What constitutes an “alternative” workplace? The term can cast a wide net of descriptors, but according to Advanced Workplace Associates (AWA), it translates to “the combination of non-traditional work practices and settings and locations that supplement or replace traditional offices.”
It could mean working from home or activity-based working (not having an assigned seat in the office) to increase productivity.
AWA recently released the study “Alternative Workplace Strategies Report,” which pulled together data from over 130 organizations across the world and 2.3 million employees. The purpose of the report was to “benchmark” workplace strategies and practices and monitor trends.
[Related: Hot Desking - A Flexible Co-working Space]
Is your building following suit? Below are a few highlights.
- Assigned Space: 48 percent
- Mobile Internal: 21 percent*
- Mobile External: 10 percent*
- Home-Based: 6 percent
- Not Tracked: 15 percent
*Mobile Internal: No assigned seating, able to roam office freely. Mobile External: Co-working spaces, working outside of the office.
5 Takeaways from the AWA Report
- About half of employees still have an assigned seat, but that’s only a five-percent decrease from data collected in 2009.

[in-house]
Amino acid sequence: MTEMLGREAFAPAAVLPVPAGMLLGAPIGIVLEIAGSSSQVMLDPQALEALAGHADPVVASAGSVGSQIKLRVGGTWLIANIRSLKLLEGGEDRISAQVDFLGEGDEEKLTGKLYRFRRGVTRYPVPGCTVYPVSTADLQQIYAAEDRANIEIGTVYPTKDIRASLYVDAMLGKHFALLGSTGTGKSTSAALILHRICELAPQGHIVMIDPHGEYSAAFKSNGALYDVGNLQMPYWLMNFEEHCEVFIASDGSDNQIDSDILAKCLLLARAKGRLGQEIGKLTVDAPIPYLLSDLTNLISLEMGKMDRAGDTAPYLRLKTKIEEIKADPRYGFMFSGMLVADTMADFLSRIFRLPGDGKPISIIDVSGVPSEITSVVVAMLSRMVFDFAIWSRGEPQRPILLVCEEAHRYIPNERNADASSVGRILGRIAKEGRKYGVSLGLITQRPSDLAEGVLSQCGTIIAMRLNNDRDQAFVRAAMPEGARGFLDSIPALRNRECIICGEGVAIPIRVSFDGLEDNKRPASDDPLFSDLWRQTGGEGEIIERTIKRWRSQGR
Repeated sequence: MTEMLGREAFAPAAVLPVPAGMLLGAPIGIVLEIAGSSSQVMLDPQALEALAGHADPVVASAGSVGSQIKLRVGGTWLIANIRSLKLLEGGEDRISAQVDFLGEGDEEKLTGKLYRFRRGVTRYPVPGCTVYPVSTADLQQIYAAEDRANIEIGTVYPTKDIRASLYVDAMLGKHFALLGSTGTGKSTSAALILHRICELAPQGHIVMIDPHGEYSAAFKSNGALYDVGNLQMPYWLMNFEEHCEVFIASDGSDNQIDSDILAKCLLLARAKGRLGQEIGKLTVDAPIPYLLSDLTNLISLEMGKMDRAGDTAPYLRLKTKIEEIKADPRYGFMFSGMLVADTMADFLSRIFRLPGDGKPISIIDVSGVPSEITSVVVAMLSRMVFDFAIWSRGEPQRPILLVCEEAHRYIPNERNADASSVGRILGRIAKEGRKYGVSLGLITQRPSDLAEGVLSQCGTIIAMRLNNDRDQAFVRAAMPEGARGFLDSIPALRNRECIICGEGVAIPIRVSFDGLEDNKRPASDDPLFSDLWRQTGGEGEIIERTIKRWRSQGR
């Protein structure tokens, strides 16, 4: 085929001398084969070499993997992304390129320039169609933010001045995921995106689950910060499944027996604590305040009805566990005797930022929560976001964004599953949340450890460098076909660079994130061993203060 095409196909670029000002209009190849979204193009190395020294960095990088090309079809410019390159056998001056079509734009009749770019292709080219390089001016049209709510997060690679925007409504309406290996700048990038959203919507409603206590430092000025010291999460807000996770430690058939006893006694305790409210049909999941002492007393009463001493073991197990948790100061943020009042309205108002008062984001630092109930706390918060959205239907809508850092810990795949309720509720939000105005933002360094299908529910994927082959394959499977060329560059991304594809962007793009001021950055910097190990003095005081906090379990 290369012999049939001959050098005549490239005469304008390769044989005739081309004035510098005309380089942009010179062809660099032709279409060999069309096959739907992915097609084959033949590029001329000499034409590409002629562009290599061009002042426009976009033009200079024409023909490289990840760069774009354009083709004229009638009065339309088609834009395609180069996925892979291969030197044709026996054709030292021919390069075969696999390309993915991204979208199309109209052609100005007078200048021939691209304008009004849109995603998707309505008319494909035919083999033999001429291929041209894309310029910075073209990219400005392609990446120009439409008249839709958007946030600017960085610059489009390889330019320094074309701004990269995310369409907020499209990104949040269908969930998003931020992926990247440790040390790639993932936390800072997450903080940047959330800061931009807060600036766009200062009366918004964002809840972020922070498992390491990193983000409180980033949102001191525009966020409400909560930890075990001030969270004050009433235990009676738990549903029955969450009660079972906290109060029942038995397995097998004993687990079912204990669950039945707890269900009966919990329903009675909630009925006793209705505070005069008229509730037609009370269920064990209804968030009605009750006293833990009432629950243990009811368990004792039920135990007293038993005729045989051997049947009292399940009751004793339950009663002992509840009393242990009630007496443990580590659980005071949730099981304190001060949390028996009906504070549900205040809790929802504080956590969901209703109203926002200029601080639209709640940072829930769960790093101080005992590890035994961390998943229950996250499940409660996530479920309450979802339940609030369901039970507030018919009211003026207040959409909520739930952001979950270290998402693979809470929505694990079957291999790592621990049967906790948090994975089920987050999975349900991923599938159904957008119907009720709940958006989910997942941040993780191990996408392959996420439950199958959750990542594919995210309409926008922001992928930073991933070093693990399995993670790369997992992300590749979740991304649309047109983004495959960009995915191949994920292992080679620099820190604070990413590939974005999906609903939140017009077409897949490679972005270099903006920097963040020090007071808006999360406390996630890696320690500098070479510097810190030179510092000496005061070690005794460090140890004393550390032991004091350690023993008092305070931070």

- Internal mobility has more than doubled since 2009 (from 9 percent to 21 percent).
- Increasing productivity and saving money are still the main drivers for implementing alternative workplace programs.
- Organizations are increasingly handing more control of alternative workplace programs over to real estate and facilities management. They gained 10 percent from data collected in 2013.
- Employee involvement in the planning and implementation of alternative workplace programs is decreasing, as the programs grow in size. But this report shows that when more people are involved, the more likely the program will be accepted.
“As an industry we need to improve our focus on better evaluating the business and employee benefits of these programs, concentrating on the core values these programs deliver and worrying less about what they look like.” – Chris Hood, research lead and director at AWA.
Read the full report here.
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